“Historically, the quality of off-shore work and ingredient sourcing has been consistent and competitive, without any other political and/or societal implications of concern. As a result, as the cost advantages versus domestic manufacturing continued to increase, off-shore manufacturing of products, as well as various ingredients and components, became more attractive economically.
“The negative result has been our critical dependency on non-domestic manufacturing and ingredient/component sourcing. This clearly needs to be revisited and re-balanced towards domestic operations.”
Many will take issue with Dodd’s evaluation on quality, but his overall point stands: We got ourselves into this situation mostly in the pursuit of cheap; now we need to extrapolate ourselves.
Let’s interject here no effective extrapolation will occur without a major contribution from domestic contract development and manufacturing organizations. Strap your CDMO helmets on.
And we’ll need much more than supply chain adjustments.
A Healthier System
The U.S. health-care system is oft-times said to be the best in the world. Let’s agree with that for the moment.
At the same time, few dispute that throughout our entire health-care system – its own convoluted “supply chain” – there is much room for improvement (i.e., see our third constituency listed above).
Also, the federal government must take a fundamental leadership role, including one of education as well as policy support.
However, this should be as light a regulatory and mandate-driven role as possible. We don’t want to lose Dodd’s free-market workings in his statement above.
To allow for that light-touch government intervention, we circle back to the role of the pharmaceutical industry: It must be the first to publically sign up for the cause, and drive a meaningful and realistic debate.
It would be an error for the industry to assume that once again – as the China coronavirus pandemic dissipates – the chorus for domestic supply chain security will also evaporate.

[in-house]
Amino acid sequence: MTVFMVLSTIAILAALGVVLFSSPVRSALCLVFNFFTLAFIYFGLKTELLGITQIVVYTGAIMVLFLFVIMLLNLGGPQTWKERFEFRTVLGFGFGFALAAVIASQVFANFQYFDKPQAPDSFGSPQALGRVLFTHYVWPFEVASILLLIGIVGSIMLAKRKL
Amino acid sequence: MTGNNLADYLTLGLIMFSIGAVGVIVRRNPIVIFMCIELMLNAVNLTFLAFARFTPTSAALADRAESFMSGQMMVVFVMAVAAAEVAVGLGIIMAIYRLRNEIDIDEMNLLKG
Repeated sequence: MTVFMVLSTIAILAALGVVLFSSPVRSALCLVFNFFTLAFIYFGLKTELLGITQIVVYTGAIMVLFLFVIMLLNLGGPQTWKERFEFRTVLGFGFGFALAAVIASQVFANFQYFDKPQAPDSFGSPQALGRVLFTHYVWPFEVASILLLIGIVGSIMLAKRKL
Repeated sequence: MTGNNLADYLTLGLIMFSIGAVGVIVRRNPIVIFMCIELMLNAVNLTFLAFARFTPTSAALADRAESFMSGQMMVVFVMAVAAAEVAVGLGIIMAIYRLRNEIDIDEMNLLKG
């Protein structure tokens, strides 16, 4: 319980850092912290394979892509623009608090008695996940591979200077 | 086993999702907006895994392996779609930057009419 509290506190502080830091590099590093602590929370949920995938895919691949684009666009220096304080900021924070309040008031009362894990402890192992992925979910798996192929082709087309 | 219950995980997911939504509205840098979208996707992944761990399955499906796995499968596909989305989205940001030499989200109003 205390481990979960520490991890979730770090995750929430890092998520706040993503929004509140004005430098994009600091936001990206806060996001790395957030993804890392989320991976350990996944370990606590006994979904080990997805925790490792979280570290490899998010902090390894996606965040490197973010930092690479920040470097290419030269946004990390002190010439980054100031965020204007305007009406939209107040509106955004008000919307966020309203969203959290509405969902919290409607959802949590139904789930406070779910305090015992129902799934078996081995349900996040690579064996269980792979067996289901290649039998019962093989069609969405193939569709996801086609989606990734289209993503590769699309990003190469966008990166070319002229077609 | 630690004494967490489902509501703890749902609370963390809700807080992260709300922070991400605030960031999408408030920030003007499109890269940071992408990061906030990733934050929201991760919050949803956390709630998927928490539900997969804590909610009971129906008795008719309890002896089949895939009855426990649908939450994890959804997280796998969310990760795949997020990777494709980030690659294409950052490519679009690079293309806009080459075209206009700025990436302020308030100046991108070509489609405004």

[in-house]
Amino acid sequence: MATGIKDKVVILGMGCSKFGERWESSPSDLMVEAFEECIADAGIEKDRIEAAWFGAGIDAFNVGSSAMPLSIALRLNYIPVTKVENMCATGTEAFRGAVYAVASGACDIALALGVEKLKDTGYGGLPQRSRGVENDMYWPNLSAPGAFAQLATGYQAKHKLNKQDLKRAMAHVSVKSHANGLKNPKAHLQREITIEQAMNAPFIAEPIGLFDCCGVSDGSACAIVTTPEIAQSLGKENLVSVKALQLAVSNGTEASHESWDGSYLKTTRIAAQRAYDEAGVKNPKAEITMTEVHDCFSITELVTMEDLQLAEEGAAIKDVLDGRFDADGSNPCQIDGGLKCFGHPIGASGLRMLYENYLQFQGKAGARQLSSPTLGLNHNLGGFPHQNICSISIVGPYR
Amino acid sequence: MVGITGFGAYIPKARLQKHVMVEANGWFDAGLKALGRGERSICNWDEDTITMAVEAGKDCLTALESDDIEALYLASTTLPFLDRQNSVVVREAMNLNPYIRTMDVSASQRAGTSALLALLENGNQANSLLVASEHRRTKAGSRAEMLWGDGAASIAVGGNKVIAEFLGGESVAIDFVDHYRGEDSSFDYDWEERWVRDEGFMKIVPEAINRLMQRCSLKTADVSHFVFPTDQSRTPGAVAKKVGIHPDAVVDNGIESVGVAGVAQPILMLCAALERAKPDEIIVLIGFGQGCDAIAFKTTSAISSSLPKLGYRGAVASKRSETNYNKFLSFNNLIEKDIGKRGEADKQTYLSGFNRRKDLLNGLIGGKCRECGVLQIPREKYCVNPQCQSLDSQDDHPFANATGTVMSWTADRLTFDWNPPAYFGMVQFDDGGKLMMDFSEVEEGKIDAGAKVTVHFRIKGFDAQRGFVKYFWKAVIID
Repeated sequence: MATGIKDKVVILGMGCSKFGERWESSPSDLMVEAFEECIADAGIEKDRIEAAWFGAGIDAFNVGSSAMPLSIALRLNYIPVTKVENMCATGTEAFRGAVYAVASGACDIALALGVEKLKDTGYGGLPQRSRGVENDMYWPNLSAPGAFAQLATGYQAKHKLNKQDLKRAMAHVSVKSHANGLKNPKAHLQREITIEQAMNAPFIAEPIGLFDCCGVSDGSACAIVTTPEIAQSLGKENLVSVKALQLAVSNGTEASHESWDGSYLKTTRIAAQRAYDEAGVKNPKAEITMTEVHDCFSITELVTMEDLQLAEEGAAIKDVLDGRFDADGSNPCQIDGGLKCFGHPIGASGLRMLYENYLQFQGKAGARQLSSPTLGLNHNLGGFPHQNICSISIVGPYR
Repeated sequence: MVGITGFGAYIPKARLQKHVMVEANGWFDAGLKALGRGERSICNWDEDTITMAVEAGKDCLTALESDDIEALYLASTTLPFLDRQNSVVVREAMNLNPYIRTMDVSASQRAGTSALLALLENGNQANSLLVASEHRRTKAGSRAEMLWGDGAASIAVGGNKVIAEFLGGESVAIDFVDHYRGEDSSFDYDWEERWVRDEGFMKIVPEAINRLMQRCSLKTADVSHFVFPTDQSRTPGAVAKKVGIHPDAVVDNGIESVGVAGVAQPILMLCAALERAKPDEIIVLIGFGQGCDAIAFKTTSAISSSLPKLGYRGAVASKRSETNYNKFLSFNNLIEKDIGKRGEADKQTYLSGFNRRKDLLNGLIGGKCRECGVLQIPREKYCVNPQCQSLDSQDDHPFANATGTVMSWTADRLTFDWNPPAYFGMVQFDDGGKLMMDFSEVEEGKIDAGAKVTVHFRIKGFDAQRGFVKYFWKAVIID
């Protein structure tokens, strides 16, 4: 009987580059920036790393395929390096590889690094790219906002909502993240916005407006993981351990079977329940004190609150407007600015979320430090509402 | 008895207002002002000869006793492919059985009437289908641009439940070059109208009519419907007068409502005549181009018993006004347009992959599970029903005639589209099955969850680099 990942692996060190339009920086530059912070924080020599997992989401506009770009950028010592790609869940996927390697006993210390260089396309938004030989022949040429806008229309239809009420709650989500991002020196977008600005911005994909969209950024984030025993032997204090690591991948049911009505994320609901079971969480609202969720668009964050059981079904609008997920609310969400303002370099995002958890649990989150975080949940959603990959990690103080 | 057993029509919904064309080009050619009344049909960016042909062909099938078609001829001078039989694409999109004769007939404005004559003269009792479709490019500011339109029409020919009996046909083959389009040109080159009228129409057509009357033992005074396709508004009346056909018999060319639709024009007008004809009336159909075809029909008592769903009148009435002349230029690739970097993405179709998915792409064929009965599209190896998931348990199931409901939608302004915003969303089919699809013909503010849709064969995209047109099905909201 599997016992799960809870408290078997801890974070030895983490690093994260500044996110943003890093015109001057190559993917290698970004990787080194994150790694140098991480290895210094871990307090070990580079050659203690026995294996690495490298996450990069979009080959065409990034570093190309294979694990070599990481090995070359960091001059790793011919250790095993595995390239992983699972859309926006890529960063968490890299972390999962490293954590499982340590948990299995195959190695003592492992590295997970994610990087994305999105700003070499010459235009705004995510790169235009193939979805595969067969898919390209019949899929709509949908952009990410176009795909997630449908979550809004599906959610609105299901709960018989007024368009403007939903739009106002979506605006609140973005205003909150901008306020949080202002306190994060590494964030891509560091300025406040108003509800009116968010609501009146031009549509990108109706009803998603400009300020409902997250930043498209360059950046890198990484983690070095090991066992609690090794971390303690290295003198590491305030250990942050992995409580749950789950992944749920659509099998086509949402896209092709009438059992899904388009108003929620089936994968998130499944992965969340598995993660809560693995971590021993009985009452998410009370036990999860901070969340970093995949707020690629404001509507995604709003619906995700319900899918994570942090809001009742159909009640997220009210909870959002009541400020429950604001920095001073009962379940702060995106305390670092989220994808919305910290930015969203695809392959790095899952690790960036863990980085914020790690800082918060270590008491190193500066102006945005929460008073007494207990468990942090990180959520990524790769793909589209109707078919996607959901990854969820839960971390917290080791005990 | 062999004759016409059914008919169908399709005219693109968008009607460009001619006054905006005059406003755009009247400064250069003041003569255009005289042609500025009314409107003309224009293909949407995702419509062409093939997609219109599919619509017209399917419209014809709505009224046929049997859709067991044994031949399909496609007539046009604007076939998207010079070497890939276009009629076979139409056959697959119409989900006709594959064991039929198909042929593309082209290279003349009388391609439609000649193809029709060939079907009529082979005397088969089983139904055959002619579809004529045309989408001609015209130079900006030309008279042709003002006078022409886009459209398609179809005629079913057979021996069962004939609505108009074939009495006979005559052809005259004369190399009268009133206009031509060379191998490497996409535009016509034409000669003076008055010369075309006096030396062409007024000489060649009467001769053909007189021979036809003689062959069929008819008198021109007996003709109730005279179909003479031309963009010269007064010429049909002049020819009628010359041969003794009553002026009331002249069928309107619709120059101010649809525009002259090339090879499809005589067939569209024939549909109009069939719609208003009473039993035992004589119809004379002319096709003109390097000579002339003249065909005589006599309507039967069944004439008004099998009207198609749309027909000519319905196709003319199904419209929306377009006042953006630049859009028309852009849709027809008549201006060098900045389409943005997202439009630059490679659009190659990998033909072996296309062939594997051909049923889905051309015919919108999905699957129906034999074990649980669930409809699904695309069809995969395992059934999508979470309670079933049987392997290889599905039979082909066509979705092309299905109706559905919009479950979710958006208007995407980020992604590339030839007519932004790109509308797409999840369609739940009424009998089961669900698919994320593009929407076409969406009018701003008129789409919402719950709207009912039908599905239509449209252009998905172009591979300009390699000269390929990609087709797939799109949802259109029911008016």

It will not. Not this time.
Clear In Objective?
Instead, pharma should initiate a leadership role. Move forward to explain and clarify business and market realities — the real nuts-and-bolts of sourcing and capacities — as well as costs and pricing. (Here are some details.)
Required will be transparency, and validated measurements of results – call it truth-telling.
For example, we must avoid the tyranny of averages. A large pharma might be tempted to take an average of drug products to gain a 50% or less dependency number. But if within that there remain critical drugs still 90% reliant on supply chains in China (or anywhere offshore), then the letter and spirit of our declaration is voided.
Despite the paragraph directly above, we need to always stay realistic. There will be the need to seriously consider the production of common generics – and our propensity for them.
An industry professional recently said this to me (off the record) while discussing bringing supply chains back to the U.S.:
“Reshoring can work for branded companies. But if you take the pool of generics, the hundreds of molecules supplied from China and India, and add the razor-thin profit margins, it's more of a long shot. Even if branded pharma drives more of the repatriation of manufacturing to the U.S., including reagents, starting materials and intermediate, ‘complex’ is not a word that describes what we are dealing with. Perhaps there’s a ‘bi-modal distribution’ to this.”
And so, much more to come in coming weeks.
But for now, how about it? Sign on to this “50 By 25” Declaration Of Drug Independence. It’s the start to our next battle for independence.
Follow-up “50 By 25” editorials are here: